By Judith Scherr
Daily Planet staff
One hundred twenty or so workers will be jobless in two months if Market Services Group, Inc. Direct moves its telemarketing operations from 1950 Addison St. to southern California.
There will be no move at all, however, if union activists have anything to say about it.
Ari Krantz, attorney for the International Longshore & Warehouse Union, says it looks like the company’s trying to leave town to avoid negotiating a union contract. The union has asked the courts for an injunction to stop the company from moving away. Labor law prohibits companies from moving to avoid unions.
MSGi Direct management did not return numerous calls made to its Berkeley and Venice, Calif. offices. Krantz says the company’s position is that Bay Area rents are too high.
MSGi’s history with its workers has been one of hostility toward unionization, Krantz said. Workers contacted the ILWU early in 1999 and began efforts to unionize the company, which telefundraises for many nonprofits including the Sierra Club and the Berkeley Symphony.
A majority of workers signed cards in March 1999 stating that they wanted the ILWU to act as their bargaining agent, but the company turned down the “card check,” which, with the employer’s OK, would have allowed workers to unionize without a formal vote.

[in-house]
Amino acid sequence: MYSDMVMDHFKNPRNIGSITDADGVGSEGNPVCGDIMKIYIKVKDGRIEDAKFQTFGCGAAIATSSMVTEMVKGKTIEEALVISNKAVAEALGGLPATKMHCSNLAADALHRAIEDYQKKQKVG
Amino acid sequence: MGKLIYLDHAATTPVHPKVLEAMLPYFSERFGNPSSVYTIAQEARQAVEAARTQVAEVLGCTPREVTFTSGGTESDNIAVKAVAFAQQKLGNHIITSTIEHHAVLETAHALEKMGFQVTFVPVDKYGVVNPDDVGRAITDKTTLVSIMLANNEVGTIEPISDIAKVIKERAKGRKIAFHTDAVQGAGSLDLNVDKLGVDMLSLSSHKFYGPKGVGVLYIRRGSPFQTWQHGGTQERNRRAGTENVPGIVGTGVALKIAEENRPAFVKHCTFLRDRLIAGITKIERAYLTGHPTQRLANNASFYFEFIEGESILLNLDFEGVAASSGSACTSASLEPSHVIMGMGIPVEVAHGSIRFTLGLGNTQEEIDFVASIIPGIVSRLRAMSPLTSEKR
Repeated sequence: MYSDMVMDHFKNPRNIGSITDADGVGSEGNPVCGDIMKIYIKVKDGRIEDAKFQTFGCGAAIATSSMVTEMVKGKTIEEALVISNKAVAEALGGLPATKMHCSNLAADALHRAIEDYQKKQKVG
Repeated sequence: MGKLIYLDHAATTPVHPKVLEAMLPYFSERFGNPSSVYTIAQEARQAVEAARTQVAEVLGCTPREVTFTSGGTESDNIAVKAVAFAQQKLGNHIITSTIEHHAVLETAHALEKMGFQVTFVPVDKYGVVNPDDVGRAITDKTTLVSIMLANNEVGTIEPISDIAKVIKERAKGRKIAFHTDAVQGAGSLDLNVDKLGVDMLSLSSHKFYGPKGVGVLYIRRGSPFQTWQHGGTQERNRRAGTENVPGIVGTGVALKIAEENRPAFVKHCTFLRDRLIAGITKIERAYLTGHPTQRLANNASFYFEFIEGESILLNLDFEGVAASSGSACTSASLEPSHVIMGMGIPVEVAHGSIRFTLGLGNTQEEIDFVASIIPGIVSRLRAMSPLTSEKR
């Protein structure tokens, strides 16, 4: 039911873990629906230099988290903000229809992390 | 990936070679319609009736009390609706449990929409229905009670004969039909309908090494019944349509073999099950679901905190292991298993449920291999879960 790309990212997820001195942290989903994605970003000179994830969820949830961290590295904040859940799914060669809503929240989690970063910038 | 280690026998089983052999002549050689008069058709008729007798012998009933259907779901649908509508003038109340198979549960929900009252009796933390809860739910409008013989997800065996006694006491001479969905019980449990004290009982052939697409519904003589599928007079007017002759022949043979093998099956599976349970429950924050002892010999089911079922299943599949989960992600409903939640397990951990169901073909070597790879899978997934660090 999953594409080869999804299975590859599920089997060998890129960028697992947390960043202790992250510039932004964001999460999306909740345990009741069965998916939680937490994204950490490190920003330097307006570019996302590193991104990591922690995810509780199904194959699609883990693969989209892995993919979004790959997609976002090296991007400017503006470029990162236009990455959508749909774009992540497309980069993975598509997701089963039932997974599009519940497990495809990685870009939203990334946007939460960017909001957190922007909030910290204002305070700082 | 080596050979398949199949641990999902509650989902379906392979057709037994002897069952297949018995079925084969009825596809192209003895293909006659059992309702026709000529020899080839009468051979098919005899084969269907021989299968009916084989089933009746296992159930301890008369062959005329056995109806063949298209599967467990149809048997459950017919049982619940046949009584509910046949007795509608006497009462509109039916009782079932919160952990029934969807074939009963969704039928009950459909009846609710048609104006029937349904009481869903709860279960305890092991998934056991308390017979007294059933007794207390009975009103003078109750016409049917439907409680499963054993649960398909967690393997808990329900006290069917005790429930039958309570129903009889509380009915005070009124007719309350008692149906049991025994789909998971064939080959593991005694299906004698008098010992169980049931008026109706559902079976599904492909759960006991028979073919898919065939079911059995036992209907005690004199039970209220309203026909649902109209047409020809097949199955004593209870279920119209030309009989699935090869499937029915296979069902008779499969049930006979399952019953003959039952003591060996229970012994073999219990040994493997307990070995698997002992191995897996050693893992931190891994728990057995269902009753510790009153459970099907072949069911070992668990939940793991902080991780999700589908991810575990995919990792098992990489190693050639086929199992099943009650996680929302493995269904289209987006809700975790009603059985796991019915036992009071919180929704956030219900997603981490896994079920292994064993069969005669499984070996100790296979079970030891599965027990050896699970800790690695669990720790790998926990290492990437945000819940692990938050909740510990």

There was an election on June 3, 1999, which the union lost. However the union challenged the failed election, saying that the company had bribed workers with added pay and ergonomic chairs so that they would vote against the union. A judge agreed with the union and issued a “bargaining order,” requiring the company to accept unionization.
The ILWU was then ready to negotiate a contract. But when negotiators went into a May 29 meeting to begin contract talks, “the company came in and announced it was moving its facility to L.A.,” Krantz said.
The ILWU responded by filing an unfair labor practices complaint, alleging that the employer was “retaliating against its employees and seeking to avoid the union,” Krantz said. The union is hoping to get a temporary, then permanent, court order to prevent the company from leaving town.
According to an ILWU statement, workers have no sick days, vacations, health insurance or retirement benefits. Wages begin at $7 an hour.